Inadequate funding, coupled with sequential rather than parallel development, is a prescription for schedule delays and cost overruns. Just look at the SLS. Because NASA didn’t have enough funding to develop all the desired elements of the SLS in parallel, NASA decided to develop consecutively three SLS configurations with increasing capability. But the initial Block 1 configuration is already years behind schedule, and the Block 1B and Block 2 configurations are distant visions that may never be built. The Apollo program was successful because it had adequate funding and all hardware was developed in parallel.

Besides developing the three new vehicles, the Gateway must also be completed before it all comes together. The history of the ISS shows that it takes much longer to construct space stations than originally planned. In Ronald Reagan’s 1984 State of the Union address, he set the goal of completing the ISS within a decade. However, it wasn’t completed till 2011, 27 years after the program was initiated. My estimate is that it would be the late 2030s or 2040s before America returns humans to the lunar surface if all we do is blindly follow the current NASA plan without significantly increasing NASA’s budget.

Alternatives to the NASA plan

Fortunately, there are better alternatives to NASA’s plan that do not rely on the Gateway. Robert Zubrin’s Moon Direct is one such plan. This plan can be accomplished using existing launch vehicles such as the Falcon Heavy. Only two new vehicles, a cargo lander and a Lunar Excursion Vehicle (LEV), would be needed. The LEV would be reusable, travelling back and forth between low Earth orbit and the lunar surface. It would initially only be refueled in low Earth orbit, but eventually would also be refueled on the lunar surface using in situ propellant production. Until such time that in situ propellant production is operational, the LEV would be transported to the Moon fully fueled aboard the cargo lander. Thereafter, the LEV would land on its own and conduct exploration by performing point-to-point sortie missions to most of the Moon.

United Launch Alliance (ULA) has been developing its own plan that utilizes its Vulcan rocket, its ACES reusable upper stage, and the Xeus lunar lander it has been studying with Masten Space Systems. Blue Origin has been developing yet another plan that utilizes its New Glenn rocket (and perhaps its New Armstrong rocket) and its Blue Moon lunar lander. Unfortunately, to secure NASA funding, ULA and Blue Origin will be compelled to alter their plans to fit the NASA architecture.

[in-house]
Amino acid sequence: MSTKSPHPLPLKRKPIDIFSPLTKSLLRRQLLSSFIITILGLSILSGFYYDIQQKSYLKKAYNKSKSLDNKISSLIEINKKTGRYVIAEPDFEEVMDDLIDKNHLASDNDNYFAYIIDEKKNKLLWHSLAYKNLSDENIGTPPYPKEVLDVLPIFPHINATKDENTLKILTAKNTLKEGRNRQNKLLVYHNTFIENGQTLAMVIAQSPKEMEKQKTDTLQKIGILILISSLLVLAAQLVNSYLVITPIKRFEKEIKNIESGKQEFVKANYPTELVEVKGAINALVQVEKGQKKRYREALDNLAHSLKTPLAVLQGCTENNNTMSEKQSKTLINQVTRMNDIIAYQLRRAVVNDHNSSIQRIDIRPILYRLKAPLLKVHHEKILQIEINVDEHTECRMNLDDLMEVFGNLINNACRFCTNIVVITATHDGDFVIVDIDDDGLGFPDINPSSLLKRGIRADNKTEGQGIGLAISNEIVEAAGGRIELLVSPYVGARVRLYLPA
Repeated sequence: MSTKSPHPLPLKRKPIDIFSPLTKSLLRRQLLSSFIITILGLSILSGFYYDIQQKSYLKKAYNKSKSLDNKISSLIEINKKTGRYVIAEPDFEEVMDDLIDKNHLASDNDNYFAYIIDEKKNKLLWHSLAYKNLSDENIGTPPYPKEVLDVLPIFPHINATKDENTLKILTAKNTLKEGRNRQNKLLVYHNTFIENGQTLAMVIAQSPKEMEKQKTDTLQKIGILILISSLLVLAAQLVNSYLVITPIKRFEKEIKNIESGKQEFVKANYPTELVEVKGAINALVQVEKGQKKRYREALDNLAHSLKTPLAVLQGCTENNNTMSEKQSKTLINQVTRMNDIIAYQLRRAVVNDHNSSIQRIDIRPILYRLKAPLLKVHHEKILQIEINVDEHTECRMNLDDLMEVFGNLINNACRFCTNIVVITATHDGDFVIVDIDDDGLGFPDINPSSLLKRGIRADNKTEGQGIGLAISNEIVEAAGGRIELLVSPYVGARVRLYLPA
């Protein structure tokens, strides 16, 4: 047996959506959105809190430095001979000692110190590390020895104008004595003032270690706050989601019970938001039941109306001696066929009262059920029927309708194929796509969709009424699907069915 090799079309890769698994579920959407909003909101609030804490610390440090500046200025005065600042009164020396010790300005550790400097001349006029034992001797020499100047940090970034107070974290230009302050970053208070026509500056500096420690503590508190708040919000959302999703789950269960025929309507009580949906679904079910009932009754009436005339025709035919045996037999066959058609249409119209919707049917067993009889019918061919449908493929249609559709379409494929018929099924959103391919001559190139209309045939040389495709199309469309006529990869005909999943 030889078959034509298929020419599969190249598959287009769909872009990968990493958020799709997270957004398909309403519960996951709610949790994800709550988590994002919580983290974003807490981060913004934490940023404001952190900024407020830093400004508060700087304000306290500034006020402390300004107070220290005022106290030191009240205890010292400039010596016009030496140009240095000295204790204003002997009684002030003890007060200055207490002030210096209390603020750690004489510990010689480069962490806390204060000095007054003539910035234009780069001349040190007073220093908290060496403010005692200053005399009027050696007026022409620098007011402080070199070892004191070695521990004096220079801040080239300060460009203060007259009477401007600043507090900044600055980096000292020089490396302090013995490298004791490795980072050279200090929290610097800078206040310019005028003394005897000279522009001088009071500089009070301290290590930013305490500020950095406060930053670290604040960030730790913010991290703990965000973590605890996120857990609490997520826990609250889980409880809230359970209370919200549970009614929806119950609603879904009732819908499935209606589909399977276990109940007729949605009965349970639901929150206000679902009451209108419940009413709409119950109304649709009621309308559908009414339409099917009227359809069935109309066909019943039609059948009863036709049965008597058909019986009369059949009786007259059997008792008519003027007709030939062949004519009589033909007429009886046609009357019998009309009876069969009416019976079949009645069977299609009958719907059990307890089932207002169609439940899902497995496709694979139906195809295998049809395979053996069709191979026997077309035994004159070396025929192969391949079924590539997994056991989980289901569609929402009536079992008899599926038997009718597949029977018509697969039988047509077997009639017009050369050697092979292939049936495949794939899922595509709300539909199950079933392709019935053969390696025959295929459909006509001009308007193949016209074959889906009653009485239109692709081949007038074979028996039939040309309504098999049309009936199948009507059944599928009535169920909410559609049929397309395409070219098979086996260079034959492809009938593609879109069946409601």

The best strategy is to encourage innovation by funding studies of alternative plans as well as the NASA plan.

However, Elon Musk’s bold plan is head and shoulders above any other. This plan would utilize SpaceX’s massive Big Falcon Rocket (BFR), comprised of the Super Heavy first stage and the Starship second stage. The Starship would be refueled in Earth orbit using Starships modified to act as tankers. The refueled Starship is capable of transporting cargo and/or crew to the lunar surface and return to Earth without the need to refuel on the Moon. This plan has the advantage that everything is fully reusable from the start, making it the lowest cost plan by far. Each mission would also land far more cargo and crew than alternative plans, which would help speed up construction of a lunar base.

Test flights of a subscale Starship “hopper” vehicle are scheduled to begin in the first half of this year. A full-scale Starship vehicle and the Super Heavy booster may be ready for testing in 2020. Although rapid progress is being made by SpaceX using its own funds, SpaceX needs funding from NASA to maintain this progress and to exploit the lunar transportation capabilities of the BFR.

Best strategy

The best strategy is to encourage innovation by funding studies of alternative plans as well as the NASA plan. It is also important to develop two independent means of returning humans to the lunar surface. We now have two (soon to be three) American companies supplying cargo to the ISS, and we will soon have two American companies transporting crew to the ISS. Likewise, we should have at least two American companies providing independent systems to transport crew to a lunar base.

Competition keeps the cost down. More importantly, independent systems provide a backup in case a rocket or spacecraft failure forces one system to stand down. Having multiple companies supplying cargo to the ISS was of critical importance during the period from October of 2014 through December of 2016, when four different resupply missions to the ISS failed. With the current NASA plan, it will be impractical to fund two independent systems, since we can’t even afford a single system without a lengthy development program.

The current plight began in 2010 when the US Senate mandated development of the SLS. Hence the SLS is sometimes referred to as the Senate Launch System. Perhaps SLS should stand for stop, look, and squander. In order to give the SLS something to do, NASA invented the Gateway. Now to justify the Gateway NASA wants to develop three new vehicles that use the Gateway to transport humans to the lunar surface. The folly is exposed since better plans to land humans on the lunar surface have been formulated that don’t require use of the Gateway. If we’re serious about returning humans to the lunar surface in the next decade, then we must cancel the SLS, Orion, and Gateway boondoggles so we can fully fund one or, better yet, two alternative plans.